Article  CAS  PubMed  Google Scholar 

  26. Pelosi P, Goldner M, McKibben A, Adams A, Eccher G, Caironi P, Losappio S, Gattinoni L, Marini JJ. Recruitment and derecruitment during acute respiratory failure: an experimental study. Am J Respir Crit Care Med. 2001;164:122–30.

    Article  CAS  PubMed  Google Scholar 

  27. Lambermont B, Ghuysen A, Janssen N, Morimont P, Hartstein G, Gerard P, D’Orio V. Comparison of functional residual capacity and static compliance of the respiratory system during a positive end-expiratory pressure (PEEP) ramp procedure in an experimental model of acute respiratory distress syndrome. Crit Care. 2008;12:R91.

    Article  PubMed  PubMed Central  Google Scholar 

  28. Retamal J, Bugedo G, Larsson A, Bruhn A. High PEEP levels are associated with overdistension and tidal recruitment/derecruitment in ARDS patients. Acta Anaesthesiol Scand. 2015;59:1161–9.

    Article  CAS  PubMed  Google Scholar 

  29. Amato MB, Meade MO, Slutsky AS, Brochard L, Costa EL, Schoenfeld DA, Stewart TE, Briel M, Talmor D, Mercat A, et al. Driving pressure and survival in the acute respiratory distress syndrome. N Engl J Med. 2015;372:747–55.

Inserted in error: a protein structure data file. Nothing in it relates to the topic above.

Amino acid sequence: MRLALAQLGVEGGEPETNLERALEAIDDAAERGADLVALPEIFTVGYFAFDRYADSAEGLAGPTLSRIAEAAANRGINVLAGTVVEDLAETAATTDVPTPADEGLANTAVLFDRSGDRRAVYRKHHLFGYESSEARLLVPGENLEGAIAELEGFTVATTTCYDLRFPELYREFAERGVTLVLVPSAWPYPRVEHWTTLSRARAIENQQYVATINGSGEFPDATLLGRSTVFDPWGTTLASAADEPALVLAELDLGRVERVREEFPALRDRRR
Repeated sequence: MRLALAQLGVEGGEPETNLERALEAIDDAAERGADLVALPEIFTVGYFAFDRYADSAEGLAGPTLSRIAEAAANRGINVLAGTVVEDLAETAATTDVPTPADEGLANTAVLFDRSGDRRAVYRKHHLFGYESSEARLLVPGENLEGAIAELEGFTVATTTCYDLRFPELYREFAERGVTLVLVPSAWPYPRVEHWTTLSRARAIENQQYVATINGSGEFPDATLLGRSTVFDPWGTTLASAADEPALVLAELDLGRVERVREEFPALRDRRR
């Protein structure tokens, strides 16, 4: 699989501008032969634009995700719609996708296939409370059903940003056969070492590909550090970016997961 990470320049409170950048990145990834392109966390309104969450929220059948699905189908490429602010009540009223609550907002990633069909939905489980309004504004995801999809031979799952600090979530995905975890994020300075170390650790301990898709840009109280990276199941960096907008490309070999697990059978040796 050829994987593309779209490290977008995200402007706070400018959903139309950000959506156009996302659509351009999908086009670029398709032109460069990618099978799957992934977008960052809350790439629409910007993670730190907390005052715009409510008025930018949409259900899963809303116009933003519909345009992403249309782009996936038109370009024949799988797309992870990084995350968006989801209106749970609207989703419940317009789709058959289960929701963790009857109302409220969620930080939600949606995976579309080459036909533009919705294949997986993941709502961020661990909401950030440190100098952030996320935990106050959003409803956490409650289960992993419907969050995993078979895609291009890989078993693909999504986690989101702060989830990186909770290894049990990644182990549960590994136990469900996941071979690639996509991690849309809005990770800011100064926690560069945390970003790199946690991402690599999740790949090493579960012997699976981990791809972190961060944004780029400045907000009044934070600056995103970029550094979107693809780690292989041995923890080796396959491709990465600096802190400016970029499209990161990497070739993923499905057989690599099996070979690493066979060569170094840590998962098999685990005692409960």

Article  CAS  PubMed  Google Scholar 

  30. Chiu LC, Hu HC, Hung CY, Chang CH, Tsai FC, Yang CT, Huang CC, Wu HP, Kao KC. Dynamic driving pressure associated mortality in acute respiratory distress syndrome with extracorporeal membrane oxygenation. Ann Intensive Care. 2017;7:12.

    Article  PubMed  PubMed Central  Google Scholar 

  31. Costa EL, Borges JB, Melo A, Suarez-Sipmann F, Toufen Jr C, Bohm SH, Amato MB. Bedside estimation of recruitable alveolar collapse and hyperdistension by electrical impedance tomography. Intensive Care Med. 2009;35:1132–7.

    Article  PubMed  Google Scholar 

Download references


The authors thank Dagmar Dirvonskis for technical assistance.


The study was supported in part by a Stage 1 grant of the Johannes Gutenberg-University Mainz to JK and the German Research Council (DFG DA 842/2-2).